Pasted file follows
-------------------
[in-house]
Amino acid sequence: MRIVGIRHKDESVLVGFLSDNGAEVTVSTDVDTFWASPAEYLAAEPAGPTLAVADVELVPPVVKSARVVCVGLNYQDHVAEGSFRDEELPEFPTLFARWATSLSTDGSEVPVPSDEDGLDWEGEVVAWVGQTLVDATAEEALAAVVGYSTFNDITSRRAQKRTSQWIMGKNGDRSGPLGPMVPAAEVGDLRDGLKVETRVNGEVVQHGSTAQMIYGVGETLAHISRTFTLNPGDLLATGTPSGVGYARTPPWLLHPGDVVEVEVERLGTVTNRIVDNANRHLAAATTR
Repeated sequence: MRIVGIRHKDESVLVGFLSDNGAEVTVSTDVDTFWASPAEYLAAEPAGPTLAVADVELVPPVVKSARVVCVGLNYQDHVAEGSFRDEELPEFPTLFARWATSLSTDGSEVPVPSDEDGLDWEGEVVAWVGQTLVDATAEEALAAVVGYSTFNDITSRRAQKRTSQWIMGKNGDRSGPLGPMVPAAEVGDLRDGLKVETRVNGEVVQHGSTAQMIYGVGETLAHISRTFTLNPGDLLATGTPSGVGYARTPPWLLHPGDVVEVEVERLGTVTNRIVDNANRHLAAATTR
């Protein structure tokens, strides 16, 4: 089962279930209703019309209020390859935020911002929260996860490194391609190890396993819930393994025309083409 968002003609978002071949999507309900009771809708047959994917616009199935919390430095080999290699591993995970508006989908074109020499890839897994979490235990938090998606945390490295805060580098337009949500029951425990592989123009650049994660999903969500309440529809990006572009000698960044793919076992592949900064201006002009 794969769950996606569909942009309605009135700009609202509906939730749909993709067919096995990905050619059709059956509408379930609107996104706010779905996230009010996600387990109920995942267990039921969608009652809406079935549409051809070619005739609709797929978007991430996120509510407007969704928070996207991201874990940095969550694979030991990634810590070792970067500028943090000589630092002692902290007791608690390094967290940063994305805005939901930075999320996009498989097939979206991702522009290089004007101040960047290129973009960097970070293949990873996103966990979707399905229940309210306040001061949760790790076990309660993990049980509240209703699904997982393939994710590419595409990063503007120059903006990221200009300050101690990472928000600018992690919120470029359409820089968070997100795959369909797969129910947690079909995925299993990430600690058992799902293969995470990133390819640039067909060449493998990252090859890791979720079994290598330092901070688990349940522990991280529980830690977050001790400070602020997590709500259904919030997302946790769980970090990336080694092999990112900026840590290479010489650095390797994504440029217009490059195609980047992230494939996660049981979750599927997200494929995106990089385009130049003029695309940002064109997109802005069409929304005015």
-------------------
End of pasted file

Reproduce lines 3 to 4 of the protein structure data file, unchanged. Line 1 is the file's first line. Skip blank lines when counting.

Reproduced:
Repeated sequence: MRIVGIRHKDESVLVGFLSDNGAEVTVSTDVDTFWASPAEYLAAEPAGPTLAVADVELVPPVVKSARVVCVGLNYQDHVAEGSFRDEELPEFPTLFARWATSLSTDGSEVPVPSDEDGLDWEGEVVAWVGQTLVDATAEEALAAVVGYSTFNDITSRRAQKRTSQWIMGKNGDRSGPLGPMVPAAEVGDLRDGLKVETRVNGEVVQHGSTAQMIYGVGETLAHISRTFTLNPGDLLATGTPSGVGYARTPPWLLHPGDVVEVEVERLGTVTNRIVDNANRHLAAATTR
């Protein structure tokens, strides 16, 4: 089962279930209703019309209020390859935020911002929260996860490194391609190890396993819930393994025309083409 968002003609978002071949999507309900009771809708047959994917616009199935919390430095080999290699591993995970508006989908074109020499890839897994979490235990938090998606945390490295805060580098337009949500029951425990592989123009650049994660999903969500309440529809990006572009000698960044793919076992592949900064201006002009 794969769950996606569909942009309605009135700009609202509906939730749909993709067919096995990905050619059709059956509408379930609107996104706010779905996230009010996600387990109920995942267990039921969608009652809406079935549409051809070619005739609709797929978007991430996120509510407007969704928070996207991201874990940095969550694979030991990634810590070792970067500028943090000589630092002692902290007791608690390094967290940063994305805005939901930075999320996009498989097939979206991702522009290089004007101040960047290129973009960097970070293949990873996103966990979707399905229940309210306040001061949760790790076990309660993990049980509240209703699904997982393939994710590419595409990063503007120059903006990221200009300050101690990472928000600018992690919120470029359409820089968070997100795959369909797969129910947690079909995925299993990430600690058992799902293969995470990133390819640039067909060449493998990252090859890791979720079994290598330092901070688990349940522990991280529980830690977050001790400070602020997590709500259904919030997302946790769980970090990336080694092999990112900026840590290479010489650095390797994504440029217009490059195609980047992230494939996660049981979750599927997200494929995106990089385009130049003029695309940002064109997109802005069409929304005015």